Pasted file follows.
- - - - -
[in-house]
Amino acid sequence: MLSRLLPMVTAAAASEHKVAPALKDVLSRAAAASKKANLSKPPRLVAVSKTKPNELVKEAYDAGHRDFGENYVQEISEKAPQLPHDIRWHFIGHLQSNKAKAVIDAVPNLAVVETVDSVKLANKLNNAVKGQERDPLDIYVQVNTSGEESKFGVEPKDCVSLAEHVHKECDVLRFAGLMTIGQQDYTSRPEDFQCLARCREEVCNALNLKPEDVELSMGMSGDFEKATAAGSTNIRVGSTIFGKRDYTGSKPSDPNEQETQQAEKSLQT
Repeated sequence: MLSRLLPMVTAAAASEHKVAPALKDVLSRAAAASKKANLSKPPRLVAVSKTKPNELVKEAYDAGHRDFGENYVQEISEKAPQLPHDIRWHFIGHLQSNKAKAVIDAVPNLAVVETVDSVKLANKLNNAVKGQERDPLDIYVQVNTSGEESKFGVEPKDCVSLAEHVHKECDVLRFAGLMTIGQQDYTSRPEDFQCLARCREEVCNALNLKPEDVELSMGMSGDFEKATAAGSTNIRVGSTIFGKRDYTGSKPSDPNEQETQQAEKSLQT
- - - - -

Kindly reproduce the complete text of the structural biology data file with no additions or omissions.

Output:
[in-house]
Amino acid sequence: MLSRLLPMVTAAAASEHKVAPALKDVLSRAAAASKKANLSKPPRLVAVSKTKPNELVKEAYDAGHRDFGENYVQEISEKAPQLPHDIRWHFIGHLQSNKAKAVIDAVPNLAVVETVDSVKLANKLNNAVKGQERDPLDIYVQVNTSGEESKFGVEPKDCVSLAEHVHKECDVLRFAGLMTIGQQDYTSRPEDFQCLARCREEVCNALNLKPEDVELSMGMSGDFEKATAAGSTNIRVGSTIFGKRDYTGSKPSDPNEQETQQAEKSLQT
Repeated sequence: MLSRLLPMVTAAAASEHKVAPALKDVLSRAAAASKKANLSKPPRLVAVSKTKPNELVKEAYDAGHRDFGENYVQEISEKAPQLPHDIRWHFIGHLQSNKAKAVIDAVPNLAVVETVDSVKLANKLNNAVKGQERDPLDIYVQVNTSGEESKFGVEPKDCVSLAEHVHKECDVLRFAGLMTIGQQDYTSRPEDFQCLARCREEVCNALNLKPEDVELSMGMSGDFEKATAAGSTNIRVGSTIFGKRDYTGSKPSDPNEQETQQAEKSLQT